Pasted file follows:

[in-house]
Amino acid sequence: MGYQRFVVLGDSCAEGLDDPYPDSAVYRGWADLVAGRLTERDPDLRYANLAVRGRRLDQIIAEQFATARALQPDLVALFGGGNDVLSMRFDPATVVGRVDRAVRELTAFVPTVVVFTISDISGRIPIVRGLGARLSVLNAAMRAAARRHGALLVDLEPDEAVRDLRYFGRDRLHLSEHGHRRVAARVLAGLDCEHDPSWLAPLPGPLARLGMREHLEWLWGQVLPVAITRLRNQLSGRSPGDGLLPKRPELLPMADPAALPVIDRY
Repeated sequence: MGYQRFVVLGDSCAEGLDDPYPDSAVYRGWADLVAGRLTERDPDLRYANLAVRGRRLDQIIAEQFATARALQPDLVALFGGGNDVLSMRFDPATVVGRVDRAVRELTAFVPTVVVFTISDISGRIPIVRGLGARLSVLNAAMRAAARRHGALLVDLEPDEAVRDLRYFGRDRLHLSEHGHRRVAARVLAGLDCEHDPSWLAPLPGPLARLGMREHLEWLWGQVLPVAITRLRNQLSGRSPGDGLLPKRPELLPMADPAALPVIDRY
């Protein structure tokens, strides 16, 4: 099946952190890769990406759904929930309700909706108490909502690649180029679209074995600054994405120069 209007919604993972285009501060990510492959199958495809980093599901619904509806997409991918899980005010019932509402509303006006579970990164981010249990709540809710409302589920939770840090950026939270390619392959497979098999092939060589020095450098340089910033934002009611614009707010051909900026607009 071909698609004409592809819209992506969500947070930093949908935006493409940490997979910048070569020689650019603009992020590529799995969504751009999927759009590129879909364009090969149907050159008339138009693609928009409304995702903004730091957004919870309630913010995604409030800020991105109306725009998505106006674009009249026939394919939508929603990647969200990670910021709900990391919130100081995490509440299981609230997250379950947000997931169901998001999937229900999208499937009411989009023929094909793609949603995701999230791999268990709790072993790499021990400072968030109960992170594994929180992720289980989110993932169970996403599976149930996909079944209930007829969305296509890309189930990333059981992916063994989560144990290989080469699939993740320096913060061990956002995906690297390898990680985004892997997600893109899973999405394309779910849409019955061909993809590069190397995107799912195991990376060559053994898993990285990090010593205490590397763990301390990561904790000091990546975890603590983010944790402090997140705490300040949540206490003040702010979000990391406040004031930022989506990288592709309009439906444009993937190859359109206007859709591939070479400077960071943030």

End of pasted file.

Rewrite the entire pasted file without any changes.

[in-house]
Amino acid sequence: MGYQRFVVLGDSCAEGLDDPYPDSAVYRGWADLVAGRLTERDPDLRYANLAVRGRRLDQIIAEQFATARALQPDLVALFGGGNDVLSMRFDPATVVGRVDRAVRELTAFVPTVVVFTISDISGRIPIVRGLGARLSVLNAAMRAAARRHGALLVDLEPDEAVRDLRYFGRDRLHLSEHGHRRVAARVLAGLDCEHDPSWLAPLPGPLARLGMREHLEWLWGQVLPVAITRLRNQLSGRSPGDGLLPKRPELLPMADPAALPVIDRY
Repeated sequence: MGYQRFVVLGDSCAEGLDDPYPDSAVYRGWADLVAGRLTERDPDLRYANLAVRGRRLDQIIAEQFATARALQPDLVALFGGGNDVLSMRFDPATVVGRVDRAVRELTAFVPTVVVFTISDISGRIPIVRGLGARLSVLNAAMRAAARRHGALLVDLEPDEAVRDLRYFGRDRLHLSEHGHRRVAARVLAGLDCEHDPSWLAPLPGPLARLGMREHLEWLWGQVLPVAITRLRNQLSGRSPGDGLLPKRPELLPMADPAALPVIDRY
């Protein structure tokens, strides 16, 4: 099946952190890769990406759904929930309700909706108490909502690649180029679209074995600054994405120069 209007919604993972285009501060990510492959199958495809980093599901619904509806997409991918899980005010019932509402509303006006579970990164981010249990709540809710409302589920939770840090950026939270390619392959497979098999092939060589020095450098340089910033934002009611614009707010051909900026607009 071909698609004409592809819209992506969500947070930093949908935006493409940490997979910048070569020689650019603009992020590529799995969504751009999927759009590129879909364009090969149907050159008339138009693609928009409304995702903004730091957004919870309630913010995604409030800020991105109306725009998505106006674009009249026939394919939508929603990647969200990670910021709900990391919130100081995490509440299981609230997250379950947000997931169901998001999937229900999208499937009411989009023929094909793609949603995701999230791999268990709790072993790499021990400072968030109960992170594994929180992720289980989110993932169970996403599976149930996909079944209930007829969305296509890309189930990333059981992916063994989560144990290989080469699939993740320096913060061990956002995906690297390898990680985004892997997600893109899973999405394309779910849409019955061909993809590069190397995107799912195991990376060559053994898993990285990090010593205490590397763990301390990561904790000091990546975890603590983010944790402090997140705490300040949540206490003040702010979000990391406040004031930022989506990288592709309009439906444009993937190859359109206007859709591939070479400077960071943030």